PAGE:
sensuctl <resource> info <resource_name> --format wrapped-json | tee -a resource.json

Export existing resources

If you’ve already created observability resources, use sensuctl dump to create a copy of your existing resource definitions.

First, create a sensu directory:

mkdir sensu

Then, copy your observability resource definitions according to the repository structure you are using. For example, if you want to save resources according to type and namespace, this command will save all of your check definitions for the production namespace in one configuration file:

sensuctl dump core/v2.CheckConfig \
--namespace production \
--format yaml | > sensu/namespaces/production/checks.yml
sensuctl dump core/v2.CheckConfig \
--namespace production \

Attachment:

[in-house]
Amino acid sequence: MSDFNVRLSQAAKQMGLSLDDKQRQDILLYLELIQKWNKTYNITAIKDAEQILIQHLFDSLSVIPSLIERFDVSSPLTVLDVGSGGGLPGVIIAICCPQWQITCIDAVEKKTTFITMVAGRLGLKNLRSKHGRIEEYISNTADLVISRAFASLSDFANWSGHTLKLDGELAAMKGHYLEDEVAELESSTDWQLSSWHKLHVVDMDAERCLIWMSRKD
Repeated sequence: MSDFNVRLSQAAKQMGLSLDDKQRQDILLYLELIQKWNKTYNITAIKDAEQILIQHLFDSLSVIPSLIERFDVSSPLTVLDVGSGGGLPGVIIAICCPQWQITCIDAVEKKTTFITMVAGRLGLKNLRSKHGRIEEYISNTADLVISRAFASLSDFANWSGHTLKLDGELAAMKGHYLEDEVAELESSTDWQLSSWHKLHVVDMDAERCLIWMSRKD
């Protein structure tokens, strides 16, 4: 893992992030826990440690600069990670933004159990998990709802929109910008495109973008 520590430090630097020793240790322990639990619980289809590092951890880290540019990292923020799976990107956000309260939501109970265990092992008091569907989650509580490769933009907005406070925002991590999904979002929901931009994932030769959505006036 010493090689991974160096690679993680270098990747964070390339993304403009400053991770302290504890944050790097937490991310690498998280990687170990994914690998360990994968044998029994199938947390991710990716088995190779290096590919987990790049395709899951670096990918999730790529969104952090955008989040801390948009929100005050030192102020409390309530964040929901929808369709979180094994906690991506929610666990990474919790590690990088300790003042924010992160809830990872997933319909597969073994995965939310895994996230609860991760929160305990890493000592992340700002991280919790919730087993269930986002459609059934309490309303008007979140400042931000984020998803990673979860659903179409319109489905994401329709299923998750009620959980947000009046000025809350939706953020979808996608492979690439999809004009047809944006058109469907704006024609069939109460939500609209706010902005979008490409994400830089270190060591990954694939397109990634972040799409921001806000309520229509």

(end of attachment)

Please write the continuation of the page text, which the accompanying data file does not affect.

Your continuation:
--format wrapped-json | > sensu/namespaces/production/checks.json

Repeat this command for each resource type in each of your namespaces.

Strip namespaces from resource definitions

To replicate and reuse resources in any namespace without manual editing, create a copy of your existing resources with the namespaces stripped from their definitions:

sensuctl dump all \
--all-namespaces \
--format yaml | grep -v "^\s*namespace:" > sensu/resources.yml
sensuctl dump all \
--all-namespaces \
--format wrapped-json | grep -v "^\s*namespace:" > sensu/resources.json

Best practices for monitoring as code

The monitoring as code approach is flexible — you can use any source control repository and choose your own directory structure — but following a few best practices will contribute to a successful implementation.